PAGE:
There was no secret at Brett Anderson’s packed Glasgow show that the majority of those in attendance were Suede fans, but it also quickly became obvious that the singer’s solo work plays no second fiddle to his old band’s amazing back catalogue. Tunes from the singer’s new album, ‘Wilderness’ were met with as much excitement as older gems. The set kicks off with an array of tunes from the new album, starting with opener, ‘Different Place’ and running through to the shivering swells of, ‘Chinese Whispers’. Brett sits stoically at a grand piano cutting an enigmatic figure as he moves swiftly from tune to tune with little pause for introductions. The new tunes are gripping love songs, they’re a little clichéd in places with lyrics like, “I don’t need you but I want you” and “oceans between us” and typical dark and decadent imagery expected from Anderson, but it’s all part of the singer’s delight. ‘Back To You’ is especially well received in this early section of new tunes before the brief pause to switch instruments gives rise to a massive round of applause for ‘Love Is Dead’, the title track from Brett’s previous solo album. ‘Clowns’ and ‘Funeral Mantra’ are also treated to the guitar accompaniment while cellist Amy adds quivering resonance to all of the tracks.

Anderson risks a sly smile at the crowd as they drown him in applause yet again after Suede track, ‘Europe Is Our Playground’. It’s only when he takes to guitar for a run of older tracks that the entrancing spell is really broken and the singer becomes open to chat with the crowd, batting away admissions of love with a shy smile. Suede b-sides, ‘The Living Dead’ and ‘My Dark Star’ go down a treat with a sing a-long instantly in progress. The choice of Suede songs is certainly not arbitrary and fits in with the reflective melancholy of the singer’s solo work, ‘Pantomime Horse’ keeps up the mood with ‘The Wild Ones’ always an acoustic treat. ‘Saturday Night’ slips in to salute the gig’s timing and raises plenty of cheers. ‘The 2 Of Us’ and ‘Asphalt World’ are glorious on the piano with the singer really belting out the latter before slamming down the piano lid to take a quick break. It’s clear that despite already playing a set of almost 2 hours he’s not going to get away without an encore and ‘Trash’ finishes things nicely, despite the fact that Anderson seems slightly nervous at telling the crowd that this is the last song he can play.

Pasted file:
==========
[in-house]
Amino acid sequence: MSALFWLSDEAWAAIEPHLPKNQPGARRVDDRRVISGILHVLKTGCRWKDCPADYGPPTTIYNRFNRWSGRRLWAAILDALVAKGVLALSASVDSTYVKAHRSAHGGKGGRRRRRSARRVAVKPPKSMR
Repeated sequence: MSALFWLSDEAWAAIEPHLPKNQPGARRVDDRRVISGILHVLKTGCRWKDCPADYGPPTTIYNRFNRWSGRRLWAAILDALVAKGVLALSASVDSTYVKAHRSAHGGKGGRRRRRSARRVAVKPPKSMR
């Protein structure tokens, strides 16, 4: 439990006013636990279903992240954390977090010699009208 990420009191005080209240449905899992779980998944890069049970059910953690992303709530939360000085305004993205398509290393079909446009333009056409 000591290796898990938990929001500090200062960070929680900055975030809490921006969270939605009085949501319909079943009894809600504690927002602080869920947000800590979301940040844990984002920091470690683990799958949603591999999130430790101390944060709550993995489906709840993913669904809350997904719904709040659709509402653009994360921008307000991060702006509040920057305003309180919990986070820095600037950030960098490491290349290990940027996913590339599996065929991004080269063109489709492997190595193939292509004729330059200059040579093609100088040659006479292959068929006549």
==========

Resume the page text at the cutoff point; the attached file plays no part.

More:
There are plenty of artists who have a loyal fanbase because of the music that they produced in they heyday, rather than their current output, but Brett Anderson is not a nostalgia act and the fact that this concert was played entirely acoustically and with cello accompaniment means you couldn’t mistake this as a Suede fan convention. Anderson is a talented songwriter, as the excitement for his new tunes proves. Yes, his solo sound may have matured, but that in no way detracts from the beauty of the music. You'll struggle to find another performer dedicated enough to play a 2 hour set and with enough material to keep a crowd happy.